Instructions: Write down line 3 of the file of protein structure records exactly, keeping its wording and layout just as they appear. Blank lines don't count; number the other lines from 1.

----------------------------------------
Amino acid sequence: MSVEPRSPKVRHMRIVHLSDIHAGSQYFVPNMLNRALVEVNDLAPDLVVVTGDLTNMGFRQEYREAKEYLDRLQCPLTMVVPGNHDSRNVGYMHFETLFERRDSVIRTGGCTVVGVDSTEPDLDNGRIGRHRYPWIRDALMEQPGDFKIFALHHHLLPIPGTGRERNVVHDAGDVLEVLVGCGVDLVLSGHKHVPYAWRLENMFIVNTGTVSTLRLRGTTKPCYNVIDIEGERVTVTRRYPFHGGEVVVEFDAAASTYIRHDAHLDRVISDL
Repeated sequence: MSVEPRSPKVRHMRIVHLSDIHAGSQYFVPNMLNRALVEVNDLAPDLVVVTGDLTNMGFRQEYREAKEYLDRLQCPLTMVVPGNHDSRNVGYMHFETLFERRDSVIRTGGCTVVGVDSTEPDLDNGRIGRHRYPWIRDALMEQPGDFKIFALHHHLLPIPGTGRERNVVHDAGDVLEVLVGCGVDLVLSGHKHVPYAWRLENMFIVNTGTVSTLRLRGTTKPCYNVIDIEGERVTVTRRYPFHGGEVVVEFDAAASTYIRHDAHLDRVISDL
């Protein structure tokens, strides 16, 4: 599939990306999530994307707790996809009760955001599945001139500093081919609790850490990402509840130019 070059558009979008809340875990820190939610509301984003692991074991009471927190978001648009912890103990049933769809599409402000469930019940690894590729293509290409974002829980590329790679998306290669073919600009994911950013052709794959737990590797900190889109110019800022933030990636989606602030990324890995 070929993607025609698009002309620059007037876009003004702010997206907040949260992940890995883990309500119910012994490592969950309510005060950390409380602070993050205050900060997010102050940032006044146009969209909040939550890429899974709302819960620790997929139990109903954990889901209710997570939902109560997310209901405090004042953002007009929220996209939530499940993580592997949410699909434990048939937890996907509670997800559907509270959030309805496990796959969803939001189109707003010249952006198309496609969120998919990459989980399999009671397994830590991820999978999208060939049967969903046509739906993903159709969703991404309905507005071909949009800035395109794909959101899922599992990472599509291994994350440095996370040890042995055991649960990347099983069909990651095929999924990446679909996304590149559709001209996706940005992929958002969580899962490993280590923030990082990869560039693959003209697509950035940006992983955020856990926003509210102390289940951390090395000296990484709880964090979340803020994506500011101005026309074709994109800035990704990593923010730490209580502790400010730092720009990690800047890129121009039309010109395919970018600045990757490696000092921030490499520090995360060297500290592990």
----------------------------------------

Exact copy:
């Protein structure tokens, strides 16, 4: 599939990306999530994307707790996809009760955001599945001139500093081919609790850490990402509840130019 070059558009979008809340875990820190939610509301984003692991074991009471927190978001648009912890103990049933769809599409402000469930019940690894590729293509290409974002829980590329790679998306290669073919600009994911950013052709794959737990590797900190889109110019800022933030990636989606602030990324890995 070929993607025609698009002309620059007037876009003004702010997206907040949260992940890995883990309500119910012994490592969950309510005060950390409380602070993050205050900060997010102050940032006044146009969209909040939550890429899974709302819960620790997929139990109903954990889901209710997570939902109560997310209901405090004042953002007009929220996209939530499940993580592997949410699909434990048939937890996907509670997800559907509270959030309805496990796959969803939001189109707003010249952006198309496609969120998919990459989980399999009671397994830590991820999978999208060939049967969903046509739906993903159709969703991404309905507005071909949009800035395109794909959101899922599992990472599509291994994350440095996370040890042995055991649960990347099983069909990651095929999924990446679909996304590149559709001209996706940005992929958002969580899962490993280590923030990082990869560039693959003209697509950035940006992983955020856990926003509210102390289940951390090395000296990484709880964090979340803020994506500011101005026309074709994109800035990704990593923010730490209580502790400010730092720009990690800047890129121009039309010109395919970018600045990757490696000092921030490499520090995360060297500290592990």